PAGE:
News State Victoria News Man jailed over fatal random Maccas attack

Man jailed over fatal random Maccas attack

Kyle Zandipour leaves the Supreme Court in a prison truck.
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Melbourne man Kyle Zandipour has been jailed for 20 years for a violent six-second attack outside a fast-food restaurant in Melbourne which left a student dead.

Joshua Hardy, of Darwin, was pushed to the ground, kicked repeatedly and stomped on in the attack outside a McDonald’s outlet in the early hours of October 18, 2014.

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Mr Hardy died from a severe brain injury caused by the incident with Zandipour and one of his friends.

CCTV played during the trial showed the incident lasted six seconds.

Zandipour, 29, was found guilty of Mr Hardy’s death in May and must serve 16 years before being eligible for parole.

The jury was told Mr Hardy was intoxicated after a night out and had asked Zandipour and his friends if he could use a mobile phone.

Mr Hardy, who came from a prominent Darwin family, was a third-year arts student and was on his way home from a valedictory dinner when the attack happened.

Joshua Hardy died from a severe brain injury after he was attacked. Photo: Facebook
Joshua Hardy died from a severe brain injury after he was attacked. Photo: Facebook

In sentencing, Justice Karin Emerton told the court character references for Zandipour, a former ANZ bank officer, painted him as an “upstanding person with great compassion for family and friends”.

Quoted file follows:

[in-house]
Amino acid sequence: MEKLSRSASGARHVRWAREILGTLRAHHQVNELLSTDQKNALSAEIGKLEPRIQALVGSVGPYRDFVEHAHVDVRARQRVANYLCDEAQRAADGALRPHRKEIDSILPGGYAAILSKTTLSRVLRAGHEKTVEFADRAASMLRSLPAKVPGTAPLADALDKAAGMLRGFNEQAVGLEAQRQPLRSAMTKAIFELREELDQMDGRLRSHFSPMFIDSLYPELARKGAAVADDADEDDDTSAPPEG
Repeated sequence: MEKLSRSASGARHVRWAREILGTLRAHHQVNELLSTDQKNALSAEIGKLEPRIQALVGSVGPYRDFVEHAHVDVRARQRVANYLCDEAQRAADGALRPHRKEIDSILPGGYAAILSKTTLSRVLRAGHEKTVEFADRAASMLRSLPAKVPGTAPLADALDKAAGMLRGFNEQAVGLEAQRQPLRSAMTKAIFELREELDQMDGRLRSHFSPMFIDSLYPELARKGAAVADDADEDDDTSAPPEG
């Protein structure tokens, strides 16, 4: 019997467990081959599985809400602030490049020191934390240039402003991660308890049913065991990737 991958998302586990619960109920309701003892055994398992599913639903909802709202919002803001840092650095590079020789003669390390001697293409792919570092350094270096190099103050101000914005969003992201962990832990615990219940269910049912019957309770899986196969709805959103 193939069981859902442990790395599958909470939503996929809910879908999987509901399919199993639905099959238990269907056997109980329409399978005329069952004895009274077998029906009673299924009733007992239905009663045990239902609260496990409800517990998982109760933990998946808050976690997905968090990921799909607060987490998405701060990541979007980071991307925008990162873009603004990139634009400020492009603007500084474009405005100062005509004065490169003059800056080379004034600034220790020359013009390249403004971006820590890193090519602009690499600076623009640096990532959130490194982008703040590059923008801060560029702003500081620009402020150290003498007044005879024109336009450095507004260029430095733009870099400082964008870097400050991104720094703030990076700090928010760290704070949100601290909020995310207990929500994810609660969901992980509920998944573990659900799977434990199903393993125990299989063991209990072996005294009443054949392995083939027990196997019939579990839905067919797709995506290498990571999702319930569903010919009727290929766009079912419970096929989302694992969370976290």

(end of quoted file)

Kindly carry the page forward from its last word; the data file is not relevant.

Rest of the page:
“These descriptions do not sit comfortably with what you did to Mr Hardy,” she said.

“Nevertheless, it is clear to me that were it not for the killing of Mr Hardy you might have led a decent and productive life.

“In taking another life you have cruelled your own future.”

Justice Emerton said it was the court’s duty “to uphold the sanctity of human life”.

“Six seconds of mindless violence has unleashed a tsunami of grief,” she said.

“Crimes of this kind, involving random acts of violence inflicted on hapless passers-by on the streets of Melbourne must be strongly denounced and must attract a significant penalty to deter others from engaging in like behaviour.”

Outside court, Mr Hardy’s father David pleaded for an end to street violence.

“Everyone loses here today, I hope that after this marathon legal journey, everyone comes away with some inner peace,” he said.

“I hope he [Zandipour] and his family can reconcile between the heart and the head with respect to what he will now forever be known as a murderer.

“He’s unfortunately destroyed his life and obviously destroyed so many lives along the way.”

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